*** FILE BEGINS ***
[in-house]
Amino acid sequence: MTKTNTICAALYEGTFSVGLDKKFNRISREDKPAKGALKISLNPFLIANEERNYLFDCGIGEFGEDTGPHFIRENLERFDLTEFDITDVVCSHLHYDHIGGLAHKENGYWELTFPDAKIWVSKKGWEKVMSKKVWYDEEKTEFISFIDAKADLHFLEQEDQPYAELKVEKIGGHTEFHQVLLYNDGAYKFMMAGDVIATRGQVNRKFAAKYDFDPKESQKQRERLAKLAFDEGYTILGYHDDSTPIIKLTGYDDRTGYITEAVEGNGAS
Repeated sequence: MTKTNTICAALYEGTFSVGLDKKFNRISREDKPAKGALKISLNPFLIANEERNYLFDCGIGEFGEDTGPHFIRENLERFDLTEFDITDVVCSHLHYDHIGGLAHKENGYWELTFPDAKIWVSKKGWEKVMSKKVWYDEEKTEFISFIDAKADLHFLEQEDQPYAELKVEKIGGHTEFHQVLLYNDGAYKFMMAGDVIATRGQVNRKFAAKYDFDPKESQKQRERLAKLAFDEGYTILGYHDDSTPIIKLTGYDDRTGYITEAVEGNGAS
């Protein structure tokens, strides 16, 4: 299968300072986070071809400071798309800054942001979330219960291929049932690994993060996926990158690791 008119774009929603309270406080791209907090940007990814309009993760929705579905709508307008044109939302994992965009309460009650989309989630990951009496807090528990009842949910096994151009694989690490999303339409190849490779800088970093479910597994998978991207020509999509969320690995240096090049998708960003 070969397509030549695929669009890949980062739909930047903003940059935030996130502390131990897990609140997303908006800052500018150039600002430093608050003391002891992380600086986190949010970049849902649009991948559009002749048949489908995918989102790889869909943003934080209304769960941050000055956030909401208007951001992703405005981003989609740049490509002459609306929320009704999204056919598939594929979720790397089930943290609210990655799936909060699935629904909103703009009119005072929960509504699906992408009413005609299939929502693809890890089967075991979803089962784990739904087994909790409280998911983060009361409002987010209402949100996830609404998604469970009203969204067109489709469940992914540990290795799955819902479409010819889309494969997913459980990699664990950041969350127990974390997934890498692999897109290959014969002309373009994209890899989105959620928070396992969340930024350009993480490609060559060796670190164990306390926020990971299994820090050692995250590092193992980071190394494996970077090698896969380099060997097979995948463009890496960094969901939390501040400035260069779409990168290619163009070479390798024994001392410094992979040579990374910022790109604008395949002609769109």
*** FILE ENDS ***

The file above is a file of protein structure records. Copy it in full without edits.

[in-house]
Amino acid sequence: MTKTNTICAALYEGTFSVGLDKKFNRISREDKPAKGALKISLNPFLIANEERNYLFDCGIGEFGEDTGPHFIRENLERFDLTEFDITDVVCSHLHYDHIGGLAHKENGYWELTFPDAKIWVSKKGWEKVMSKKVWYDEEKTEFISFIDAKADLHFLEQEDQPYAELKVEKIGGHTEFHQVLLYNDGAYKFMMAGDVIATRGQVNRKFAAKYDFDPKESQKQRERLAKLAFDEGYTILGYHDDSTPIIKLTGYDDRTGYITEAVEGNGAS
Repeated sequence: MTKTNTICAALYEGTFSVGLDKKFNRISREDKPAKGALKISLNPFLIANEERNYLFDCGIGEFGEDTGPHFIRENLERFDLTEFDITDVVCSHLHYDHIGGLAHKENGYWELTFPDAKIWVSKKGWEKVMSKKVWYDEEKTEFISFIDAKADLHFLEQEDQPYAELKVEKIGGHTEFHQVLLYNDGAYKFMMAGDVIATRGQVNRKFAAKYDFDPKESQKQRERLAKLAFDEGYTILGYHDDSTPIIKLTGYDDRTGYITEAVEGNGAS
């Protein structure tokens, strides 16, 4: 299968300072986070071809400071798309800054942001979330219960291929049932690994993060996926990158690791 008119774009929603309270406080791209907090940007990814309009993760929705579905709508307008044109939302994992965009309460009650989309989630990951009496807090528990009842949910096994151009694989690490999303339409190849490779800088970093479910597994998978991207020509999509969320690995240096090049998708960003 070969397509030549695929669009890949980062739909930047903003940059935030996130502390131990897990609140997303908006800052500018150039600002430093608050003391002891992380600086986190949010970049849902649009991948559009002749048949489908995918989102790889869909943003934080209304769960941050000055956030909401208007951001992703405005981003989609740049490509002459609306929320009704999204056919598939594929979720790397089930943290609210990655799936909060699935629904909103703009009119005072929960509504699906992408009413005609299939929502693809890890089967075991979803089962784990739904087994909790409280998911983060009361409002987010209402949100996830609404998604469970009203969204067109489709469940992914540990290795799955819902479409010819889309494969997913459980990699664990950041969350127990974390997934890498692999897109290959014969002309373009994209890899989105959620928070396992969340930024350009993480490609060559060796670190164990306390926020990971299994820090050692995250590092193992980071190394494996970077090698896969380099060997097979995948463009890496960094969901939390501040400035260069779409990168290619163009070479390798024994001392410094992979040579990374910022790109604008395949002609769109």